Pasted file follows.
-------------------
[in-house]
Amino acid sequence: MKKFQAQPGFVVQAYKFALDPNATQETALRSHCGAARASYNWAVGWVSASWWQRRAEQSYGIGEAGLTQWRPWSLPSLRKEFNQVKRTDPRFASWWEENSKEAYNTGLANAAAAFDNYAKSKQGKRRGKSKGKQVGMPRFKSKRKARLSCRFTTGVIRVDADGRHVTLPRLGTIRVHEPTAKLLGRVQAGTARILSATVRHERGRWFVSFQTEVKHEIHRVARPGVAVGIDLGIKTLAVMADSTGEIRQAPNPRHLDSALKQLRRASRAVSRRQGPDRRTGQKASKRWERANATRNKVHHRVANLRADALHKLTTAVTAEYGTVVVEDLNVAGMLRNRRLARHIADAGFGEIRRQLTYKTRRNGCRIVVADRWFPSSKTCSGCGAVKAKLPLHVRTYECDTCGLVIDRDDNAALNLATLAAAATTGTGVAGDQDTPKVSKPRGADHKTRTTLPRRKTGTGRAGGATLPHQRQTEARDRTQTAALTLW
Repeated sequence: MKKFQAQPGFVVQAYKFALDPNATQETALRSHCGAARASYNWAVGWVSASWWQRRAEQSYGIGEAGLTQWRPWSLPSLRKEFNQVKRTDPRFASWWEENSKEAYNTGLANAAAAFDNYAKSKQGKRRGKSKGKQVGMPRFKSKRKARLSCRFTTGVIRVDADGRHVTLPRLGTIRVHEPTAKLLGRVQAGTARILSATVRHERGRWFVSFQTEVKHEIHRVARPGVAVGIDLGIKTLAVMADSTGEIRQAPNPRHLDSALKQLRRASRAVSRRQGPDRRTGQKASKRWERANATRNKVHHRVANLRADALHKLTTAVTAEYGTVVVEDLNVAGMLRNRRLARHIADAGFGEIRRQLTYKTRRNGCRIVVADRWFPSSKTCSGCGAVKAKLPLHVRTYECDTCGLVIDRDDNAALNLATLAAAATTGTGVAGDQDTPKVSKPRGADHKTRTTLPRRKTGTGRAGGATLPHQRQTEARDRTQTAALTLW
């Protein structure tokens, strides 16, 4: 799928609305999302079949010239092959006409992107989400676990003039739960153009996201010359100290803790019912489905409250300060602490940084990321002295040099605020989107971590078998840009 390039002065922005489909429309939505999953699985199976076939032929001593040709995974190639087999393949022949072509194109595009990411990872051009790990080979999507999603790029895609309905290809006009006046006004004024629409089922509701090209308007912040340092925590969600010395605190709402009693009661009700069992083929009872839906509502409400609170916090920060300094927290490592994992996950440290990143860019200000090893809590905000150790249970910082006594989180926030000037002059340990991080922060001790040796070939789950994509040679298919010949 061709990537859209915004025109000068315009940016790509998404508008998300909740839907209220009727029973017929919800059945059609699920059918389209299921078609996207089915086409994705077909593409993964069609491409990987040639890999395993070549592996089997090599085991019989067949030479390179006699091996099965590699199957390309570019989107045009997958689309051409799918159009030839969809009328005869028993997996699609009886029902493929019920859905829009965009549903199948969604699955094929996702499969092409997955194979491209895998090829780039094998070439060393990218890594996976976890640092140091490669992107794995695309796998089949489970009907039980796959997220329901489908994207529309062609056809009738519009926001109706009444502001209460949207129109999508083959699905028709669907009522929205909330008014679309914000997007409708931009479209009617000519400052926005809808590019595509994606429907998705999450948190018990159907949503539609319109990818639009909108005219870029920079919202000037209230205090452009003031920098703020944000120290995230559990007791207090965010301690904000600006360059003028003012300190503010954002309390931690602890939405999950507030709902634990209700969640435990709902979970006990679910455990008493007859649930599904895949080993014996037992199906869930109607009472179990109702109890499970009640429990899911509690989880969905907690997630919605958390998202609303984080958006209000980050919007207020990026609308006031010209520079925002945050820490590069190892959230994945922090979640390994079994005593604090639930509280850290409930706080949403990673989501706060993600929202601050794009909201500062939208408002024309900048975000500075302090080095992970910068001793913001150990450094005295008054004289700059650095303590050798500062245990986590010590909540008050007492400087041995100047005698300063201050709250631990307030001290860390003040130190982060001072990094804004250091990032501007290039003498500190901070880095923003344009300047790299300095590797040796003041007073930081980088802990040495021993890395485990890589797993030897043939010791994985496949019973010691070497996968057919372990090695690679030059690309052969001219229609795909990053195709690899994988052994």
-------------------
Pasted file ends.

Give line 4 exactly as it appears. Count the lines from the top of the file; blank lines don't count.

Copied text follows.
């Protein structure tokens, strides 16, 4: 799928609305999302079949010239092959006409992107989400676990003039739960153009996201010359100290803790019912489905409250300060602490940084990321002295040099605020989107971590078998840009 390039002065922005489909429309939505999953699985199976076939032929001593040709995974190639087999393949022949072509194109595009990411990872051009790990080979999507999603790029895609309905290809006009006046006004004024629409089922509701090209308007912040340092925590969600010395605190709402009693009661009700069992083929009872839906509502409400609170916090920060300094927290490592994992996950440290990143860019200000090893809590905000150790249970910082006594989180926030000037002059340990991080922060001790040796070939789950994509040679298919010949 061709990537859209915004025109000068315009940016790509998404508008998300909740839907209220009727029973017929919800059945059609699920059918389209299921078609996207089915086409994705077909593409993964069609491409990987040639890999395993070549592996089997090599085991019989067949030479390179006699091996099965590699199957390309570019989107045009997958689309051409799918159009030839969809009328005869028993997996699609009886029902493929019920859905829009965009549903199948969604699955094929996702499969092409997955194979491209895998090829780039094998070439060393990218890594996976976890640092140091490669992107794995695309796998089949489970009907039980796959997220329901489908994207529309062609056809009738519009926001109706009444502001209460949207129109999508083959699905028709669907009522929205909330008014679309914000997007409708931009479209009617000519400052926005809808590019595509994606429907998705999450948190018990159907949503539609319109990818639009909108005219870029920079919202000037209230205090452009003031920098703020944000120290995230559990007791207090965010301690904000600006360059003028003012300190503010954002309390931690602890939405999950507030709902634990209700969640435990709902979970006990679910455990008493007859649930599904895949080993014996037992199906869930109607009472179990109702109890499970009640429990899911509690989880969905907690997630919605958390998202609303984080958006209000980050919007207020990026609308006031010209520079925002945050820490590069190892959230994945922090979640390994079994005593604090639930509280850290409930706080949403990673989501706060993600929202601050794009909201500062939208408002024309900048975000500075302090080095992970910068001793913001150990450094005295008054004289700059650095303590050798500062245990986590010590909540008050007492400087041995100047005698300063201050709250631990307030001290860390003040130190982060001072990094804004250091990032501007290039003498500190901070880095923003344009300047790299300095590797040796003041007073930081980088802990040495021993890395485990890589797993030897043939010791994985496949019973010691070497996968057919372990090695690679030059690309052969001219229609795909990053195709690899994988052994």